College application tweets

I have just created a C00ledge account on Twitter. It also appears in the top right corner of this blog. You can follow me there and also create your accounts to follow one another. It would be better to create a special account for your application purposes. If you wish to manage several accounts from the same dashboard, you might try HootSuite.

Why you should create a Gmail account

  1. You need a new account anyway as you’ll be applying to college soon, and you need a serious looking user name, like “m.ivanova” rather than “sexie_girl_92”
  2. You need to receive messages in Cyrillic as well, and you want to be able to read them rather than stare at strange symbols.
  3. You need a lot of space to store important documents – almost 7 GB. On Google servers they’ll be safer than on your own computer, and you’ll be able to access them from any computer.
  4. You can conveniently save photos, arrange them in albums and share some of them with your friends.
  5. You need an office you can access from any computer – to take notes, work on documents, organize events, manage your tasks with calendars, etc. You can share some of these with friends.
  6. You can chat with Gmail friends – no need to install instant messaging software.
  7. You can create groups.
  8. You can subscribe to your favourite blogs.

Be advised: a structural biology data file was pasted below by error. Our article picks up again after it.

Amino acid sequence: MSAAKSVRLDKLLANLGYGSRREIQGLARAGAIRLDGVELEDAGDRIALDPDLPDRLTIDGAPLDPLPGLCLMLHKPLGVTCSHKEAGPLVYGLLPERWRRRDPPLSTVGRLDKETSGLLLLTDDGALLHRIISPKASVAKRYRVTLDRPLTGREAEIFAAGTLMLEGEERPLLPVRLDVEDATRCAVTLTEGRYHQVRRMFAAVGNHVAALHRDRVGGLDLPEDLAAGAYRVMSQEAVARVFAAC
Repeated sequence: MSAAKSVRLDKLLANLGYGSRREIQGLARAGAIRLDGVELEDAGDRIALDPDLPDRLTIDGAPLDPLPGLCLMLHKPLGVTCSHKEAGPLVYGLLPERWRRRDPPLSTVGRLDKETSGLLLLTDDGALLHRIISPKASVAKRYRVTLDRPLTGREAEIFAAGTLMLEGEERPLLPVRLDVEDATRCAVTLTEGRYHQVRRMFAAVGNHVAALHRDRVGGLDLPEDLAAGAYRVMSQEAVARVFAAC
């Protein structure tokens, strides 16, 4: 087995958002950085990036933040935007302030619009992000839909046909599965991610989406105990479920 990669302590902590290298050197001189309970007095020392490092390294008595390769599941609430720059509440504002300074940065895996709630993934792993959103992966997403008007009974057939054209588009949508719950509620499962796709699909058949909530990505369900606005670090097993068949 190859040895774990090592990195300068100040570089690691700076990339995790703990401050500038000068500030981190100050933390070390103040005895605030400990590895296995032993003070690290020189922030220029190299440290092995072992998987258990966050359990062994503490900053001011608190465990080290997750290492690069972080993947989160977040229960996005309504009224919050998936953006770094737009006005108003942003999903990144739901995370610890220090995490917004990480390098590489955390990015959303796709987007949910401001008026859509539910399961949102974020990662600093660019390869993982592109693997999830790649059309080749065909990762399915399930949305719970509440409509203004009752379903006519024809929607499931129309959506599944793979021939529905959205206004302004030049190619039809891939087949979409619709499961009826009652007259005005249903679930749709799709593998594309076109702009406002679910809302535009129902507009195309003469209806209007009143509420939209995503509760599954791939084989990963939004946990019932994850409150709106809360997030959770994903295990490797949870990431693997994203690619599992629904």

9. There are many other things you could do with Gmail. Most of them will make our collaboration on college application much easier.

Feed a reader


Hold on! I’m not going to preach about daily reading … not now. I just want to introduce you to two concepts a person your age is supposed to be familiar with: “feed” and “reader”.

Right now I’m writing in my blog. Every time I write, I add new content to it. Thus I produce a “feed” for my readers – a bite of wisdom a day keeps failure away.

You might develop the habit of checking my blog for new content every day, ok, but if you want to keep an eye on several blogs / websites for updates, you’d better subscribe to them and have them delivered to you the moment they are published.

When you want to check if you have mail from your friends / college admission officers, you don’t go to their mailboxes to check if they have sent something to you; you check only your own mailbox. Similarly, you could have the same for the “feed” from your friends’ blogs / new articles from your favourite online media, etc.

How do you subscribe to a feed? The most popular symbol representing a feed is the one you can see above the text. Look for it on your favourite websites. You need to click on it and copy the URL from the browser.